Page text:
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44/80 Revisited; and Advice on Testing and JUnit

 
Javini Javono
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Hi,
Now that I have my JUnit tests up and almost running (I made
a change, and so some of them are broken), I now feel more
comfortable speculating as to why 44/80 scores in locking
have haunted quite a few: in my opinion, it is not the ten
or twenty or more lines of the LockManager, but it is the entire server
that could, in pockets of missed or misguided logic or miscoded
code that could potentially go wrong that results in the 44/80
scores.
For instance, as I devise tests for my server using JUnit, I continually
run into instance after instance of some technicality in the
implementation which fails (of course, in a certain sense, that is
exactly what JUnit is for; if your tests aren't finding bugs, then
your formulated tests may not be probing enough). Without JUnit,
I would have submitted, and clearly would have received 44/80 in
locking (or worse), even though the core locking facility works like
a charm (that is, that core which everyone always posts).
In short, the server software in its entirity, which is always dealing
with locking on many fronts, is a mine field; and, I am no longer
so surprised that people walk away with a 44/80 score.
I have seen a post recently were someone is asking advice. Here
is my simple advice:
1. Use Junit
2. Think about different scenarios and translate them into JUnit
tests.
In short, if it involves data.lock(), data.doThis(), and data.unLock(),
use JUnit. (I'm not saying use JUnit on everything, but instead focus
using JUnit on Data).
If you do the above, you will, with the great assistance and advice
of the people in this group, maximize your score.
Thanks,
Javini Javono
[ March 17, 2004: Message edited by: Javini Javono ]
 
Seid Myadiyev
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Hello Javini,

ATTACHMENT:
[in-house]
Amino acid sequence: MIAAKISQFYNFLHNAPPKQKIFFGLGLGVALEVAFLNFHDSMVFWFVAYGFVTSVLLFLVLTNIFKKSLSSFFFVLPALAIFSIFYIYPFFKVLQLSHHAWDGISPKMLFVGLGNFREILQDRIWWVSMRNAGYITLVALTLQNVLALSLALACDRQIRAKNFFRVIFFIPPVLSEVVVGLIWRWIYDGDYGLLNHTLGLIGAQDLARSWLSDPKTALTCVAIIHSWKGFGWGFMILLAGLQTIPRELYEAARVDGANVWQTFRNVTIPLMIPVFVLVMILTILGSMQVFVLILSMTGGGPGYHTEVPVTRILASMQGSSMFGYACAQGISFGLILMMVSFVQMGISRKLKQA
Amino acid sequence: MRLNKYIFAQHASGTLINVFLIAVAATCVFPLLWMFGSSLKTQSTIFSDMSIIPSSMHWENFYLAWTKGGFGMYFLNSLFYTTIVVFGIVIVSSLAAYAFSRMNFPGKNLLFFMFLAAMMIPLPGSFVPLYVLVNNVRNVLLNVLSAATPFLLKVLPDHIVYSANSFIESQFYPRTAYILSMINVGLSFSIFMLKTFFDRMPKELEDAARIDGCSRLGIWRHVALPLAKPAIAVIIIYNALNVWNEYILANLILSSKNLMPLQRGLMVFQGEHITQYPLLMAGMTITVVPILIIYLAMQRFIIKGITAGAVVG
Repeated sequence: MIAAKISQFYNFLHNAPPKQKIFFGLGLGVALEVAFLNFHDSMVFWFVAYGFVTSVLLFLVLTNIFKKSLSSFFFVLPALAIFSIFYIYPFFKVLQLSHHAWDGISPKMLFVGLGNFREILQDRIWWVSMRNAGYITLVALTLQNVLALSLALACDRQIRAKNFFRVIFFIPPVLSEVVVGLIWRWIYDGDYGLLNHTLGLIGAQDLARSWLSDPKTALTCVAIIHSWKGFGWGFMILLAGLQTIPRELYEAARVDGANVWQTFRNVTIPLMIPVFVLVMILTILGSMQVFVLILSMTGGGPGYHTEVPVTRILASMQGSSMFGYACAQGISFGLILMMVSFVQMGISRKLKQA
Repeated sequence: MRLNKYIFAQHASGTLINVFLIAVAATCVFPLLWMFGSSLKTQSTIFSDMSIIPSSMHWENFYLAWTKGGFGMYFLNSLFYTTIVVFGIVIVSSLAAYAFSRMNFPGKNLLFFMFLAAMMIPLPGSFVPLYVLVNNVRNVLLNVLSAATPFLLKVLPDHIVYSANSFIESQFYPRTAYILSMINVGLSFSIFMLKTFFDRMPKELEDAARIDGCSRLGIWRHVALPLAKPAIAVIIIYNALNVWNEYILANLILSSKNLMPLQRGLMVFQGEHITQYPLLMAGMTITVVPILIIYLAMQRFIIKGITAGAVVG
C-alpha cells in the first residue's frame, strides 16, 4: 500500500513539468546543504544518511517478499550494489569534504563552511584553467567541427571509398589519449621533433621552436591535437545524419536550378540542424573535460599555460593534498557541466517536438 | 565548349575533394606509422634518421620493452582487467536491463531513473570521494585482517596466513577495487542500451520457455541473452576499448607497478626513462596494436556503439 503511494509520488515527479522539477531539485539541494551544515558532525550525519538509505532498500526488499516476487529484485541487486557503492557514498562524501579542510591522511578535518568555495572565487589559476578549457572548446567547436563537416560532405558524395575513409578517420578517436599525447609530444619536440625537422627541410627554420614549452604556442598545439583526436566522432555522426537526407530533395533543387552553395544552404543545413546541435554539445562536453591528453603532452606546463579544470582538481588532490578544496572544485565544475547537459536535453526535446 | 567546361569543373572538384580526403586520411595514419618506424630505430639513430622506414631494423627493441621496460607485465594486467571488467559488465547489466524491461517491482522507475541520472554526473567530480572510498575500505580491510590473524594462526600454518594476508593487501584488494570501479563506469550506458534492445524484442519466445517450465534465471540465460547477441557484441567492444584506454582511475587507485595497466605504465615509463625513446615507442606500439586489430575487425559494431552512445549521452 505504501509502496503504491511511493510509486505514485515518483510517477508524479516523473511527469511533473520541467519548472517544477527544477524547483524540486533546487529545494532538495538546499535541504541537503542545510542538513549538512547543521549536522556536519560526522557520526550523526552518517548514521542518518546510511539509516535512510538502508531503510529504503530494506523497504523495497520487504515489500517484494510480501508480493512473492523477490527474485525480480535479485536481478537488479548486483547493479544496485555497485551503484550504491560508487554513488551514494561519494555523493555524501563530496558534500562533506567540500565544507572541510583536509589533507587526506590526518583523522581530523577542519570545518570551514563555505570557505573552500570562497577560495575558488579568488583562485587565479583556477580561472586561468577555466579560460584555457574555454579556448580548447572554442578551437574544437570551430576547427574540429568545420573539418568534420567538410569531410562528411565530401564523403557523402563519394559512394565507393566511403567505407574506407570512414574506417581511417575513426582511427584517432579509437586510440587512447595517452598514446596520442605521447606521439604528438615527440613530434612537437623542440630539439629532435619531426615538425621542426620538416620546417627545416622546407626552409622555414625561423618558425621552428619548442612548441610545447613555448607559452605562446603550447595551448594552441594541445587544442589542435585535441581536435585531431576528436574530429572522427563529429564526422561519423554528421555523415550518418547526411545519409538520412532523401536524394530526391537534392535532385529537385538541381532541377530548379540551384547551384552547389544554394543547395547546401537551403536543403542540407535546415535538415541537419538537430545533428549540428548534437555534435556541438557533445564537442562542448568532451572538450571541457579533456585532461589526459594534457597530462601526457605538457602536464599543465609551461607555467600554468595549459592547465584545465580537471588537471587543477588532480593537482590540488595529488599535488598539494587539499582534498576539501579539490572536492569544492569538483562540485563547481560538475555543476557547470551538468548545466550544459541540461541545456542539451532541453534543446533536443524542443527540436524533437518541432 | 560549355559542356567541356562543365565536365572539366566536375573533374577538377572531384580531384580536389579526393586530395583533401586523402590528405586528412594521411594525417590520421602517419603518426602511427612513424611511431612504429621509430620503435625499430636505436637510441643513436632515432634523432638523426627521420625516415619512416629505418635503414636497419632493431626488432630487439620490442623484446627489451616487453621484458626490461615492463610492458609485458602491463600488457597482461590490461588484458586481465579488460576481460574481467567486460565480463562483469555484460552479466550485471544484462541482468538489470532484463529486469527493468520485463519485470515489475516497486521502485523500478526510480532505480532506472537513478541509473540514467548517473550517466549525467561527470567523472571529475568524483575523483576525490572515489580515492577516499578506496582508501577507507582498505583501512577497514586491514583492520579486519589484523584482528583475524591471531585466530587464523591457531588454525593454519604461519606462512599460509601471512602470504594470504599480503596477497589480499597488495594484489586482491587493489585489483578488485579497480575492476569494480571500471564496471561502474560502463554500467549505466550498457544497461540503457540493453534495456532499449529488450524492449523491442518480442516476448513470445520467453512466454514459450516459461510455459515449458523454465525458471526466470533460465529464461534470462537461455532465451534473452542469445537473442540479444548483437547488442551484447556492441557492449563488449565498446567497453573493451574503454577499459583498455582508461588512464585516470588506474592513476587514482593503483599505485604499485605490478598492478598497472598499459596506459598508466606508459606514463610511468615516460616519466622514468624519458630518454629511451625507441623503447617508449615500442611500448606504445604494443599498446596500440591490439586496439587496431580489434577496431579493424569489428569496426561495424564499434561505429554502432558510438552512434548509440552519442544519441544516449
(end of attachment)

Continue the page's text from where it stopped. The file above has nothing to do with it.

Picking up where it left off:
Thank you very much for such a helpful post. May I request you to give short description for the kinds of test cases you ran with JUnit against critical sections in Data.java and how you caught the problem (in locking code)?
Thank you very much in advance!
Seid
 
Javini Javono
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Hi,
I've caught many problems. Some due to recent changes, but others that were
lurking in the background even after running George's great, super software
exerciser with success a while back.
There are four broad testing approaches I've applied:
1. Manual testing.
2. George's super, software exerciser (which I have expanded into a major
system testing application which runs numerous tests over and over and
then automatically checks the final result in the file, and which also attempts
to do illegal operations over and over again).
3. A hacked version of JUnit I mungered together so that JUnit would allow
concurrent system testing, but at this time, most of my major, heavy duty
concurrent testing is done via item 2 above.
4. JUnit testing at the data.unlock(), data.doThis(), and data.unlock()
level; this has been the richest sources of surprising, subtle bugs, which,
thank goodness, are gradually evaporatin as I think about new tests and
place them into JUnit code. There is lots of on-line advice about JUnit
at www.junit.org, and in addition, this book: Unit Testing In Java by
Johannes Link.
In short, the Data class portion of the exam is a landmine field. You can have
extremely harmful errors that you have never exercised, only to have the
erros surface and blow-up on the exmainer's computer. I would now speculate
that Sun's examiner's definitely test Data using JUnit or some other unit-testing
platform; they would, I suspect, not be able to spot so many potential bugs by
their eyes alone.
Note by the way, that even though JUnit tests I do are predominately non-concurrent
runs, there is still a landmine of bugs.
Thanks,
Javini Javono
[ March 17, 2004: Message edited by: Javini Javono ]
 
Jim Frank
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What do you use to compare your asserts with? For a method like update, do you write the record, then use JUnit to compare the record in the database with what you sent to the method, and how do you compare them?
Thanks
 
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